A multimillion-dollar cleanup aims to address health and safety concerns under the Nimitz Highway viaduct.
Officials say there have been incidents in the area, including thefts of copper and electric wires that affect lighting on the H-1 Freeway, break-ins of nearby businesses, and fires.
While we were there, we saw dozens of tents, shopping carts, piles of trash, even solar panels.
From Oct. 23 through Nov. 17, the state is planning to clear the area from the vicinity of the Moanalua Bridge to the viaduct off-ramp to Kamehameha/Nimitz Highway.
Officials estimate about 180 people are living there in campsites and cars.
Starting Monday, Oct. 16, the Office of the Homeless Coordinator, Department of Public Safety, and contracted service organizations will provide advance notice and outreach on available services.
A contractor will then clean the area and sort, haul and store items left behind.
The Board of Land and Natural Resources is allowing the Department of Transportation to close part of Moanalua Stream so people can’t float their belongings to another site.
We’re told some of the homeless living there are familiar faces.
“Many of the people living in this area have been homeless for several years. A lot of them have had previous experiences with shelters or service providers that hasn’t necessarily been positive,” said state homeless coordinator Scott Morishige.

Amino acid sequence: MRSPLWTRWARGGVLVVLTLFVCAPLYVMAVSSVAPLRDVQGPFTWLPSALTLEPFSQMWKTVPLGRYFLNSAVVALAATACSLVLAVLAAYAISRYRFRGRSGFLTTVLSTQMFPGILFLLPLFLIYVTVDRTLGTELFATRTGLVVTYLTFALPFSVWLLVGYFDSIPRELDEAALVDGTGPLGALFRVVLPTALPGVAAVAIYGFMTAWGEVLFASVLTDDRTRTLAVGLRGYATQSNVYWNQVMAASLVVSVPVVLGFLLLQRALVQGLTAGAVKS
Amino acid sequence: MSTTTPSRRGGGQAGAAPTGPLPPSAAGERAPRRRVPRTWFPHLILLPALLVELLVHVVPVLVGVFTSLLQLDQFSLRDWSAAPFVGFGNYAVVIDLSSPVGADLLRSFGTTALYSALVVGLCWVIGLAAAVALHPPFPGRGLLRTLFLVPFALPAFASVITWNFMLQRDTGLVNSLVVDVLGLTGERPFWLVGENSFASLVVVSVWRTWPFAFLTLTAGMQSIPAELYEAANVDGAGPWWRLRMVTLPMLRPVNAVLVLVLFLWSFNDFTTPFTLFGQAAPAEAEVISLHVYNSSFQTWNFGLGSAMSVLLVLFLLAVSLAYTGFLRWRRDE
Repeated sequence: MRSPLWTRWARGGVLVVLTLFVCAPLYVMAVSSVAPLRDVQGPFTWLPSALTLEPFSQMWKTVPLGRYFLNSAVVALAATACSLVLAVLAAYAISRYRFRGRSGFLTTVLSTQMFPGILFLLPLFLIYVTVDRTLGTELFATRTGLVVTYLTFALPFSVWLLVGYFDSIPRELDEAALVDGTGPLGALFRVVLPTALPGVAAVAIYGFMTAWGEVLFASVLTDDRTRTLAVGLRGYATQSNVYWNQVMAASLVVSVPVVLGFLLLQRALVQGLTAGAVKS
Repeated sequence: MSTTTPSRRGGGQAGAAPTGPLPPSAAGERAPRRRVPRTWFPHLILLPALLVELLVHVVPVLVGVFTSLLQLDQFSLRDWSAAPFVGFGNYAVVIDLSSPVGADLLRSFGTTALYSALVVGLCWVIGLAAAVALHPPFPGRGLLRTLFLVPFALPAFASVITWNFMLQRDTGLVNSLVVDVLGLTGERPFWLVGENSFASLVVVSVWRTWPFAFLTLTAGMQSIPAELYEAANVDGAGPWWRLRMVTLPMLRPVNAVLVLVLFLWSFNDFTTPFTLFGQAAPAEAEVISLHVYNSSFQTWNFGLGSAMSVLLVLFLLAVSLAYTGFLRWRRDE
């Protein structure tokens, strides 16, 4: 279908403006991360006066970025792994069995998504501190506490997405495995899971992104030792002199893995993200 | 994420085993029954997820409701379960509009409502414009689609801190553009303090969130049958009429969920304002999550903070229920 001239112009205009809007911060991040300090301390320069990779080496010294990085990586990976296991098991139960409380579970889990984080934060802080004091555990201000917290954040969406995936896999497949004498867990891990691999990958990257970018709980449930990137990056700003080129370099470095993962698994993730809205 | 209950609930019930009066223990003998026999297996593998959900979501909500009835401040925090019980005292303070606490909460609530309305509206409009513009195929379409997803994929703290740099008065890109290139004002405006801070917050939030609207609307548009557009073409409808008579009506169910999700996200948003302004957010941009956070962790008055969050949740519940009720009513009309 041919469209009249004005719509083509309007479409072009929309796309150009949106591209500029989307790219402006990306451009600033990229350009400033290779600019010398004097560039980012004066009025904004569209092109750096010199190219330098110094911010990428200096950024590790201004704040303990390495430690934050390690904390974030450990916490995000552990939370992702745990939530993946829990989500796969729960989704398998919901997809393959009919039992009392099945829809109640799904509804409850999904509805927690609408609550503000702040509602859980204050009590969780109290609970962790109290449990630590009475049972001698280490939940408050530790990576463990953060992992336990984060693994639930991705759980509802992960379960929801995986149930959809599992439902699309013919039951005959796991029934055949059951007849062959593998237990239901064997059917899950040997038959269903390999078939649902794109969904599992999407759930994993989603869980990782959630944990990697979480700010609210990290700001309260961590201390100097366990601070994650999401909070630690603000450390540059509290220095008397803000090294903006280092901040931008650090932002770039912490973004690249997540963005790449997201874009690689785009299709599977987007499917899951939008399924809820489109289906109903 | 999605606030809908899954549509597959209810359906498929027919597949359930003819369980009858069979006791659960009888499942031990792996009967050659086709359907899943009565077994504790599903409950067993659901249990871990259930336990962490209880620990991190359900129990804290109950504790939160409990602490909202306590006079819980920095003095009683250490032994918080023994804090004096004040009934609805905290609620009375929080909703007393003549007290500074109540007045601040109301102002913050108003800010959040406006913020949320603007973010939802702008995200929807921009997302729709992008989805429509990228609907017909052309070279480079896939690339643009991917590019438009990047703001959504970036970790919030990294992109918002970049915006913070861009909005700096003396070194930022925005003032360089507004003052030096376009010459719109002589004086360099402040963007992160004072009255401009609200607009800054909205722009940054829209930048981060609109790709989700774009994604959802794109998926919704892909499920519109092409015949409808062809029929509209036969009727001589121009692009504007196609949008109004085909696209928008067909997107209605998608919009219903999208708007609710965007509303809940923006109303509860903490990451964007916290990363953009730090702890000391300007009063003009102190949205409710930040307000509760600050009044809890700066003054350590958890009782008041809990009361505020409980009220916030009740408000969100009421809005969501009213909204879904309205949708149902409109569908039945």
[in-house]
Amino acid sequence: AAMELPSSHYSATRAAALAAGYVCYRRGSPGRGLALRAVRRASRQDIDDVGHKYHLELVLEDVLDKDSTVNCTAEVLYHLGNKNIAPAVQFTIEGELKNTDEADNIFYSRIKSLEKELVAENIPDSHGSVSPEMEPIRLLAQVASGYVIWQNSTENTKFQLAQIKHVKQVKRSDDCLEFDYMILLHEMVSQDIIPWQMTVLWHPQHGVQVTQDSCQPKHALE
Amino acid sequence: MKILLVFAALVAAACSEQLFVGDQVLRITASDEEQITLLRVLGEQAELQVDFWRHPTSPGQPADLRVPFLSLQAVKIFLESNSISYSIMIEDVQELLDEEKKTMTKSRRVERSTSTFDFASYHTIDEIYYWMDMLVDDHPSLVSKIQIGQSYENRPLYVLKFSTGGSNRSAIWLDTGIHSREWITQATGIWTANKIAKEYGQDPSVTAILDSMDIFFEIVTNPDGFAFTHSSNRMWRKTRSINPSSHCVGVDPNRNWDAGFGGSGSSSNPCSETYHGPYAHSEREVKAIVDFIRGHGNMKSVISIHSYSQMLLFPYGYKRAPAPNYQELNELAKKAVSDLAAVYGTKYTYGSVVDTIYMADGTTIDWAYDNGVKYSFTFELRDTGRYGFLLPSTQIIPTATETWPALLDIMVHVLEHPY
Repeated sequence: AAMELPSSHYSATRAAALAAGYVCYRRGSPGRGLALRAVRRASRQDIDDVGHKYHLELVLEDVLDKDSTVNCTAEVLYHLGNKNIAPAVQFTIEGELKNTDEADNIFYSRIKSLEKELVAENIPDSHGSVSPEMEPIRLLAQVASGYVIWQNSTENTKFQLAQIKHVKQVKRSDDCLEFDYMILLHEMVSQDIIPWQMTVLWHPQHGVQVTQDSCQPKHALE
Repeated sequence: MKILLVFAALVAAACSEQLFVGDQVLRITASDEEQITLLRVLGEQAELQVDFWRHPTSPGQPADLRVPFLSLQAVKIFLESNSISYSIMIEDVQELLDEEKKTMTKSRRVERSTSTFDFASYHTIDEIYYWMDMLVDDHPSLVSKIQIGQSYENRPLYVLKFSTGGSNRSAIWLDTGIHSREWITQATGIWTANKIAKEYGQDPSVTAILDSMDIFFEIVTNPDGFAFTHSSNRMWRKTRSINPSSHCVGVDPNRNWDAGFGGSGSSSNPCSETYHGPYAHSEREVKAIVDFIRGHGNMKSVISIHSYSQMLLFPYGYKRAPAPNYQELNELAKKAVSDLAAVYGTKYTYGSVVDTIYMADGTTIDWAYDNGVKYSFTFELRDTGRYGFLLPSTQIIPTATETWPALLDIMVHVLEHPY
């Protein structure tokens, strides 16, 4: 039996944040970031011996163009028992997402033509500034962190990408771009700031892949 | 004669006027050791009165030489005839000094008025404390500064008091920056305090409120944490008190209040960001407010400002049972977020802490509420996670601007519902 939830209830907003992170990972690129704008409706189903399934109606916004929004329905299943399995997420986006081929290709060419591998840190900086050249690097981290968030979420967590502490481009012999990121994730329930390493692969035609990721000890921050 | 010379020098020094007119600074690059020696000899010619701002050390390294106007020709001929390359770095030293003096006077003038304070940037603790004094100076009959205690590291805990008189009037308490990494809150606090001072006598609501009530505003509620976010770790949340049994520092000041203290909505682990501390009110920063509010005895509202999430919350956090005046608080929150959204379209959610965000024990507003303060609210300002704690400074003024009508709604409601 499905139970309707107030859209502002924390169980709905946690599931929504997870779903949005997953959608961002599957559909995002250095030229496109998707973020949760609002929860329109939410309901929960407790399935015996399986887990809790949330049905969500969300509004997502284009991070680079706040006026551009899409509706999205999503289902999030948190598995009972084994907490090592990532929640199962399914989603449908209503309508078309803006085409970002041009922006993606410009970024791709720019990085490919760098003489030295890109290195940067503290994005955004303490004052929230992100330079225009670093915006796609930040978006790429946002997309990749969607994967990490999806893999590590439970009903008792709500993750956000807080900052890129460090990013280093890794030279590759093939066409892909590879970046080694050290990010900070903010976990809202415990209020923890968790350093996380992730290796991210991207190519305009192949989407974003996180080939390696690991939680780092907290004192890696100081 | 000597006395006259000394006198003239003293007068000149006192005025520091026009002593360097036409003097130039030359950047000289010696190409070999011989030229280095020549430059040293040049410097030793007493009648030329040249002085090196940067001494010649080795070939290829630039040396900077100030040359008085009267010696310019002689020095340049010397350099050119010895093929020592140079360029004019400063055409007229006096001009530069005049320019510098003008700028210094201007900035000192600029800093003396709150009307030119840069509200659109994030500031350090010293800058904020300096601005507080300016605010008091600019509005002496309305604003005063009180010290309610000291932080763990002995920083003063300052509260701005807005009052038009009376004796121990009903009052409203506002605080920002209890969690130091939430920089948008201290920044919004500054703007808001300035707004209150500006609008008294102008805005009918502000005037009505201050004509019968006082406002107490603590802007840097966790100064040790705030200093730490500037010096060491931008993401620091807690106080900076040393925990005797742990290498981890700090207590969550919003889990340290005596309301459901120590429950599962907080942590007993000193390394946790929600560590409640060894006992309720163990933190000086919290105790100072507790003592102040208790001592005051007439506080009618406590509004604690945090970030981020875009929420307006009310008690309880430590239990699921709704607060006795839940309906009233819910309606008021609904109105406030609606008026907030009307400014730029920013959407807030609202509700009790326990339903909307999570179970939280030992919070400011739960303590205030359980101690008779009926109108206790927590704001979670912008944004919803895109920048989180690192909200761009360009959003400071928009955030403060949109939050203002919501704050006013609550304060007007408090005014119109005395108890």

The city and state have been working to make it easier to get in to a shelter. We’re told many no longer require a picture ID to get in.
Morishige says the cleanups have been effective. Since they began in late July, 62 people have been moved into shelters or permanent housing.
“Sometimes it will take 10, 20, 30, sometimes more contacts, but the important thing is really building trust and rapport, building a relationship,” Morishige said. “The only way we can end people’s homelessness is if we can put them on a path to permanent housing.”
Funding for the cleanup is provided by a pilot program made possible through a $2 million appropriation from the State Legislature and $2 million in matching funds from the DOT.
Once areas are cleaned up, they will be fenced off, monitored through 24-hour security, and used for construction storage.